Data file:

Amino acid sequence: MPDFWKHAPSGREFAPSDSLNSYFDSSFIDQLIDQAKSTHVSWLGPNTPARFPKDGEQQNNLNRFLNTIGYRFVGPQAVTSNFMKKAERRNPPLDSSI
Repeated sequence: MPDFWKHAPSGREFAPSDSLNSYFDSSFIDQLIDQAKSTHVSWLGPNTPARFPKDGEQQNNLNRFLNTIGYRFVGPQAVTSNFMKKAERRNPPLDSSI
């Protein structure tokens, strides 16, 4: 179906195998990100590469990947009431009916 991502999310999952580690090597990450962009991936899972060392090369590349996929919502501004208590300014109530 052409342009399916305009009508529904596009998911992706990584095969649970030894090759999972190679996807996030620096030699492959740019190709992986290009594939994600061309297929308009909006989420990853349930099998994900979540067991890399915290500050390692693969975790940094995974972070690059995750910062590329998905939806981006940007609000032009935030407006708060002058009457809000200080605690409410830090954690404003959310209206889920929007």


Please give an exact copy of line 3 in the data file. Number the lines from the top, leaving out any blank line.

């Protein structure tokens, strides 16, 4: 179906195998990100590469990947009431009916 991502999310999952580690090597990450962009991936899972060392090369590349996929919502501004208590300014109530 052409342009399916305009009508529904596009998911992706990584095969649970030894090759999972190679996807996030620096030699492959740019190709992986290009594939994600061309297929308009909006989420990853349930099998994900979540067991890399915290500050390692693969975790940094995974972070690059995750910062590329998905939806981006940007609000032009935030407006708060002058009457809000200080605690409410830090954690404003959310209206889920929007």